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Why Moi never carried his trademark ‘Fimbo ya Nyayo’ to church

By Amina Wako February 10th, 2020 2 min read

The late retired President Daniel arap Moi will be remembered for his trademark ‘Fimbo ya Nyayo’.

Even in death, his famous ivory baton has remained in his right hand at the Parliament building where his body has been lying for members of the public to view and pay their final respects.

During his lifetime, Mzee Moi carried his most recognizable symbol of authority everywhere he went, except one place, church.

Moi attended church service at the AIC Milimani, Nakuru or Kabarak for years. On such occasions, he only carried a Bible and a Hymnbook.

“The former president used to leave his fimbo in the car and walk into church with a Bible, just like an ordinary member of the church,” said Silas Yego, retired Bishop AIC.

Bishop Yego got an opportunity to work with Moi for 18 years and according to him, Mzee’s favorite verse was Galatian 2:20 (I have been crucified with Christ and I no longer live, but Christ lives in me. The life I now live in the body, I live by faith in the Son of God, who loved me and gave himself for me.)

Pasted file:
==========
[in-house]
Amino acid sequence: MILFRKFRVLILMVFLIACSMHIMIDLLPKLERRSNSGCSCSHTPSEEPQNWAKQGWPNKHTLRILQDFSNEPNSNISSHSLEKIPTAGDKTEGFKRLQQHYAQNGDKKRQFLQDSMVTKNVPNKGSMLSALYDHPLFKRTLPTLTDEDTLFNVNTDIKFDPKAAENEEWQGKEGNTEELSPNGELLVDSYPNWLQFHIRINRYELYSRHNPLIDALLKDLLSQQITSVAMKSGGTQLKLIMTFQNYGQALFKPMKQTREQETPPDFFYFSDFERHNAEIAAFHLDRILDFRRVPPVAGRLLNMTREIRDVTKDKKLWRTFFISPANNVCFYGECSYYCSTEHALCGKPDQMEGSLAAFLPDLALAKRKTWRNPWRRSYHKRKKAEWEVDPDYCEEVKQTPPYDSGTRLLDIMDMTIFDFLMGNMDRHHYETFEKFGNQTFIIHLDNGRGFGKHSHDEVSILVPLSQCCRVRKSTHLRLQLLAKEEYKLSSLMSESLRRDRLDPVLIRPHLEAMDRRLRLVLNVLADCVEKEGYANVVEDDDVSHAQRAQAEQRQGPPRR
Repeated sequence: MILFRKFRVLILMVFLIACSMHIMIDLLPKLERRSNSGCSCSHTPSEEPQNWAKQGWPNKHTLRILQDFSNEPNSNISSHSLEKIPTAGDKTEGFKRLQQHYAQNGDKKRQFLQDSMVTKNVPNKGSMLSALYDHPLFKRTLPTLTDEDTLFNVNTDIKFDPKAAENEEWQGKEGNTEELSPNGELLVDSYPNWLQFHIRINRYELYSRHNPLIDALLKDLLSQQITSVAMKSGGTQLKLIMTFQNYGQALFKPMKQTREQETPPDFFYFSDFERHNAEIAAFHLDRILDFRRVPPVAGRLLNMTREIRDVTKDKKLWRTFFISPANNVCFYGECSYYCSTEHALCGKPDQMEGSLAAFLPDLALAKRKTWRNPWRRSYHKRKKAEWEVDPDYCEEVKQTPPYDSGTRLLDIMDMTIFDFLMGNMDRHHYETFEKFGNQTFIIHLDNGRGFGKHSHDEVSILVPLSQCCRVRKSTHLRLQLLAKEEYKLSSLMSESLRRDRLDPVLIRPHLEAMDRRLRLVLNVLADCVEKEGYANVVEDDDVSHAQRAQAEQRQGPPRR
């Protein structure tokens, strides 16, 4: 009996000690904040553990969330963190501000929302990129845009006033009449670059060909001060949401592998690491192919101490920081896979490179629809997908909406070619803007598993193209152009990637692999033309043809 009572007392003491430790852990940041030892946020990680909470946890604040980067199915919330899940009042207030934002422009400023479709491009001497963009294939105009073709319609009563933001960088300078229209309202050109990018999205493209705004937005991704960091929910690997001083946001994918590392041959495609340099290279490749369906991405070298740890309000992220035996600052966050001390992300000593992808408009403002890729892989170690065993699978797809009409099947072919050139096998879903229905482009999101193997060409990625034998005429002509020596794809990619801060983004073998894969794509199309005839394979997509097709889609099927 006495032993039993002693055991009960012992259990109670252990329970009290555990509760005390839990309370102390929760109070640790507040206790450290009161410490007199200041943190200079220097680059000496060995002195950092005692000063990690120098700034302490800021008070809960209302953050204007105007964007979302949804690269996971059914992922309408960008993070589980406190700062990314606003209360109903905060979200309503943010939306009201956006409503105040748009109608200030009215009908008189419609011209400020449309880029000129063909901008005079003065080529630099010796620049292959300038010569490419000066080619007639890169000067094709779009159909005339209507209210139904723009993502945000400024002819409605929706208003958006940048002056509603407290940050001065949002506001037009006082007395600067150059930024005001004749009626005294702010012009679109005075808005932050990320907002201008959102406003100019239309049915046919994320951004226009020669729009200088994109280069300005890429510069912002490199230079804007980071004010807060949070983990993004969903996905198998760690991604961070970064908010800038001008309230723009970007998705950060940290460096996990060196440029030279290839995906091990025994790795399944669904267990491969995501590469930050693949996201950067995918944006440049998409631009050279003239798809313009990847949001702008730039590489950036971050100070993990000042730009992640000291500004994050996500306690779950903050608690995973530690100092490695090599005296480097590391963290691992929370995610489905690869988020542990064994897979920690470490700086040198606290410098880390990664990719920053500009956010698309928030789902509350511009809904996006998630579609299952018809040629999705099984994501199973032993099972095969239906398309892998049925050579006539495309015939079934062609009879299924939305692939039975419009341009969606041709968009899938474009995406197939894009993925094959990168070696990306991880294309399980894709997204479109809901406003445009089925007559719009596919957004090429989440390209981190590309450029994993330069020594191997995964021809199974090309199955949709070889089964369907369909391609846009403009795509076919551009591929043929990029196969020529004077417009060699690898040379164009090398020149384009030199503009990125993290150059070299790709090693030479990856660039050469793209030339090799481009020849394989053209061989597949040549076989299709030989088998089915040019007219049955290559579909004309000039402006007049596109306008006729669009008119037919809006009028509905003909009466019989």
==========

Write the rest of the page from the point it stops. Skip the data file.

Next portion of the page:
According to the retired Bishop, Moi’s favorite Hymn was And Can it Be That I Should Gain whose first verse goes:

And can it be that I should gain

An interest in the Savior’s blood

Died He for me, who caused His pain

For me, who Him to death pursued?

Amazing love! How can it be

That Thou, my God, shouldst die for me?

Amazing love! How can it be

That Thou, my God, shouldst die for me?

Moi donated the piece of land where the AIC Church Milimani stands during the 100 years celebrations of the church.

“President Moi had an idea, we were celebrating 100 years of AIC and he wanted something built to remember the 100 years of AIC. He gave us the plot, then we got a tent and chairs from State House and we stated worshipping here,” Bishop Yego said.

On December 5, 2002, the former president officially opened the doors of the AIC Church in Milimani.

Bishop Yego says that during his presidency, Moi desisted from using the church platform to share political messages.

“Moi was very disciplined, he could not use the church to say anything unless he wanted to share testimonies. He knew church was for spiritual matters so if he had a testimony to share he would stand in the church but if he had any public issue he could just come here (outside the church) and say it,” Yego said.

His Bible, Hymnbook and military uniform are now on display at the Parliament building next to where his body is laying in state.